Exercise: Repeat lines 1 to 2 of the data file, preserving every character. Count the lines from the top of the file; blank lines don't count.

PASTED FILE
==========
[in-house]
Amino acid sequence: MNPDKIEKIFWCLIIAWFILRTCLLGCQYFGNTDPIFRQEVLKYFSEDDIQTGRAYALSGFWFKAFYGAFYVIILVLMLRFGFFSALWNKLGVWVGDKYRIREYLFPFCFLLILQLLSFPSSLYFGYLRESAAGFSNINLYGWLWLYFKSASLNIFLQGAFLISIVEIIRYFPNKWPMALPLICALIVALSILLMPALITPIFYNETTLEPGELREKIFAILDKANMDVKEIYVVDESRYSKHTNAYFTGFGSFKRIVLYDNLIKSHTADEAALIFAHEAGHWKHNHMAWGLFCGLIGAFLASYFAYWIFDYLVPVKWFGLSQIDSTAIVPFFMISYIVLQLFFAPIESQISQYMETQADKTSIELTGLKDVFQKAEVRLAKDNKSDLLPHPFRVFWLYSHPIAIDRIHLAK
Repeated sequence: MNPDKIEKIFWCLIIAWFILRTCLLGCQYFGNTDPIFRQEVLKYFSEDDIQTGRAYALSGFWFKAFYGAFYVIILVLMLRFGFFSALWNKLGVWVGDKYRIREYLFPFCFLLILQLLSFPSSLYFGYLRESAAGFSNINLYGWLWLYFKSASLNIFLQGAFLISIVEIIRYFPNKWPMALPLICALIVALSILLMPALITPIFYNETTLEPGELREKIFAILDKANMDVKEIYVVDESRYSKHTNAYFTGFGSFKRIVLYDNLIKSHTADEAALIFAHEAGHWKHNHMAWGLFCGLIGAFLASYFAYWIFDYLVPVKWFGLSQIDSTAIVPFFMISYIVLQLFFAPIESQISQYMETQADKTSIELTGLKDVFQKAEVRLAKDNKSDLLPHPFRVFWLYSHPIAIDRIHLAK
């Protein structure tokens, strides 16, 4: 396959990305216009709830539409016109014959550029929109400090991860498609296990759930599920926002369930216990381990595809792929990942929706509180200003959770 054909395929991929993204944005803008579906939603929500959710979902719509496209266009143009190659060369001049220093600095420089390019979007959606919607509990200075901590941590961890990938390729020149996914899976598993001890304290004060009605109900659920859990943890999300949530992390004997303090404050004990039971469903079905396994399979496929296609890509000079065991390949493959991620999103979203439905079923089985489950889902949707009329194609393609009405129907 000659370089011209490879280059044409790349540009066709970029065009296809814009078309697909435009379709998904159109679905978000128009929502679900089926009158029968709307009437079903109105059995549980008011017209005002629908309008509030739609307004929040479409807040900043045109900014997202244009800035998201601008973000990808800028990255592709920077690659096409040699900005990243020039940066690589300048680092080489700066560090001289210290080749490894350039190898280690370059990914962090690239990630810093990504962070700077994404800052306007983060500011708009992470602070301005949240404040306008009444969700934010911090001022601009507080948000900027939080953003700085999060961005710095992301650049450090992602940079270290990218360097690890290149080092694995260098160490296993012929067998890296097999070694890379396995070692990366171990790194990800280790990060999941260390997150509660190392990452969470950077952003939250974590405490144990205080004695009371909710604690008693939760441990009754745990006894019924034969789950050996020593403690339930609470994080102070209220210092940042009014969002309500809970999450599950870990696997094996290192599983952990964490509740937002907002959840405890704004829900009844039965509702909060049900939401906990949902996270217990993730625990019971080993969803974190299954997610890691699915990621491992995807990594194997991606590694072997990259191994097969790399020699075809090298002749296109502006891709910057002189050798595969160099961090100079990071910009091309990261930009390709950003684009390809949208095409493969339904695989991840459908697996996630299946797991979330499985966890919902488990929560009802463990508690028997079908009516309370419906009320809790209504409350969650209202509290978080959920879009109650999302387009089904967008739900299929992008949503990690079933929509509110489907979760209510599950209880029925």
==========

[in-house]
Amino acid sequence: MNPDKIEKIFWCLIIAWFILRTCLLGCQYFGNTDPIFRQEVLKYFSEDDIQTGRAYALSGFWFKAFYGAFYVIILVLMLRFGFFSALWNKLGVWVGDKYRIREYLFPFCFLLILQLLSFPSSLYFGYLRESAAGFSNINLYGWLWLYFKSASLNIFLQGAFLISIVEIIRYFPNKWPMALPLICALIVALSILLMPALITPIFYNETTLEPGELREKIFAILDKANMDVKEIYVVDESRYSKHTNAYFTGFGSFKRIVLYDNLIKSHTADEAALIFAHEAGHWKHNHMAWGLFCGLIGAFLASYFAYWIFDYLVPVKWFGLSQIDSTAIVPFFMISYIVLQLFFAPIESQISQYMETQADKTSIELTGLKDVFQKAEVRLAKDNKSDLLPHPFRVFWLYSHPIAIDRIHLAK